With the Republican field winnowing and wealthy Democratic donors writing massive checks, Hillary Clinton now boasts the richest super PAC of any presidential candidate.
Priorities USA Action, a super PAC backing Clinton’s bid for the Democratic presidential nomination, brought in $9.6 million in January, $9.5 million of which came from just a half-dozen donors.
The group has raised more than $50 million total during the 2016 election cycle, more than any other super PAC except for Right to Rise, which backed the Republican candidacy of former Florida Gov. Jeb Bush.
Bush withdrew from the race on Saturday after a disappointing showing in the South Carolina Republican primary. It remains to be seen what the group will do with the $118 million it raised since last year.
Despite its impressive fundraising totals, Right to Rise only has about $24 million cash on hand, compared to the $45 million that Priorities USA currently has in the bank. That sum makes the latter the wealthiest super PAC of the cycle at present.
Super PACs are technically independent of candidates and their official campaigns, meaning Right to Rise could spend its remaining money supporting or opposing other candidates. It could also return the money to donors, or give it to charity.
"I don't think there's much they can't do with the money—as long as they're not giving it directly to a candidate or party," said Robert Maguire, a researcher and reporter with the Center for Responsive Politics.
"If they wanted to make a name for themselves on Atlas Obscura, they could commission a 400-foot Jeb! statue made of gold," Maguire said. "I'm not a lawyer, but I'm pretty sure that would be legal, too."
In the meantime, Priorities USA has assumed the mantle of wealthiest super PAC committed to backing a single 2016 presidential candidate.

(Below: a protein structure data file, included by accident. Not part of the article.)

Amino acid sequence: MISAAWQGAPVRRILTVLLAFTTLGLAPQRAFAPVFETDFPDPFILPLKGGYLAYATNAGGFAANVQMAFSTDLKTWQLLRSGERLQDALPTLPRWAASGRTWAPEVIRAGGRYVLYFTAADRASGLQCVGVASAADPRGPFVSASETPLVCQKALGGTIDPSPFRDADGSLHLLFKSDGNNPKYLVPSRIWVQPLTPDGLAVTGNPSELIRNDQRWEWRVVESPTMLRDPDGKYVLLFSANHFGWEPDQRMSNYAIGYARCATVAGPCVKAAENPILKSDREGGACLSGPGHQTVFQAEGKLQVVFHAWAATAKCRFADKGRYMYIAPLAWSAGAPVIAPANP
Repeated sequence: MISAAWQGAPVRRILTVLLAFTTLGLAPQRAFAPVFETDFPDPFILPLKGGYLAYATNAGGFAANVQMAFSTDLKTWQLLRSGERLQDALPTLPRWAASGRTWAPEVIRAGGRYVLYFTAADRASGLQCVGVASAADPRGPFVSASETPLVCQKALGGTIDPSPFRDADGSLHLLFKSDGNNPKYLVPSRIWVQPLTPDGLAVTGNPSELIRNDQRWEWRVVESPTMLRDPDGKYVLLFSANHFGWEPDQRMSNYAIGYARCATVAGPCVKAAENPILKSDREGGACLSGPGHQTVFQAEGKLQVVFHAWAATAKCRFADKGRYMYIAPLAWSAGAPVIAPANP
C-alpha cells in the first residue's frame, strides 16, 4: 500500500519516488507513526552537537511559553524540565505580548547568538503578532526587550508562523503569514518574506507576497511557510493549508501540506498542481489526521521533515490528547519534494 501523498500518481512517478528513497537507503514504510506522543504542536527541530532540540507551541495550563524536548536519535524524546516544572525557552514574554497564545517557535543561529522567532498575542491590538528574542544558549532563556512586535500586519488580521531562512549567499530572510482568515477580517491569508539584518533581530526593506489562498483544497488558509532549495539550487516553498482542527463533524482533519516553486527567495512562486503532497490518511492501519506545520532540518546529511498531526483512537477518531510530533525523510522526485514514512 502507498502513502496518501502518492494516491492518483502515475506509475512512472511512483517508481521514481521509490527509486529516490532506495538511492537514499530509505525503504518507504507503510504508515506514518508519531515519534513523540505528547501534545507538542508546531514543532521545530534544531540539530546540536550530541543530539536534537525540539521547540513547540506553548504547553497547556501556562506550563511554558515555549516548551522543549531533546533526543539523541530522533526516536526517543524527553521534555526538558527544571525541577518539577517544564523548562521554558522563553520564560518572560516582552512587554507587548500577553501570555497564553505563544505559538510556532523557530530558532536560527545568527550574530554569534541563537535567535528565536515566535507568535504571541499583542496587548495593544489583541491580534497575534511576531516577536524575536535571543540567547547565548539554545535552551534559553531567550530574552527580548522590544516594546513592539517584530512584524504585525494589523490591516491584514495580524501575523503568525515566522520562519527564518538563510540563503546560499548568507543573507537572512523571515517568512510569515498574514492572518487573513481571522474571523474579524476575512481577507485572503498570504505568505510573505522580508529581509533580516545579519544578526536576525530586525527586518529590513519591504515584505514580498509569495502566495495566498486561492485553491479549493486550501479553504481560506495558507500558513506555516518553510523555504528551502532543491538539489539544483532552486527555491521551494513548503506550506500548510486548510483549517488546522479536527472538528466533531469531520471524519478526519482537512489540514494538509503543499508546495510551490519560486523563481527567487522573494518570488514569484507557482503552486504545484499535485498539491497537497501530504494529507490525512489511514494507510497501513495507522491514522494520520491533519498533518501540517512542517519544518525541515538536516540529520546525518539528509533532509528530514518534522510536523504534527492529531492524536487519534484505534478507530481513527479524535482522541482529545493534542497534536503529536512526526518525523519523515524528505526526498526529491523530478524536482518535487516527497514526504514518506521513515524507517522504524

Some of the Democratic Party’s biggest names and deepest pockets have contributed to the group in recent months. Billionaire financier George Soros has donated $7 million. Prominent Clinton backers Cheryl and Haim Saban have chipped in $5 million. Director Steven Spielberg has given $1 million.
The group has also received $1 million from a liberal dark money group, though the sources of those funds are not known.
In January, Priorities donors continued their generosity. The group brought in six seven-figure contributions.
Those included a $3.5 million donation from hedge fund magnate Jim Simons, $1 million each from venture capitalist J.B. Pritzker and his wife Mary Kathryn, $1 million from Houston trial lawyer John Mostyn, $1 million from Slim Fast founder Daniel Abraham, and $2 million from the Laborers International Union of North America.
The vast majority of money given to Priorities during this election cycle has come from high-dollar donors. Among itemized contributions—those above $200—the average donation to the group since last year is more than $400,000.
It has received just $2,245 in contributions below $200.
By way of comparison, National Nurses United for Patient Protection, the one super PAC supporting Clinton rival Sen. Bernie Sanders, has raised just $2.2 million this cycle. The Sanders campaign has repeatedly highlighted its reliance on small-dollar donors to fund its campaign.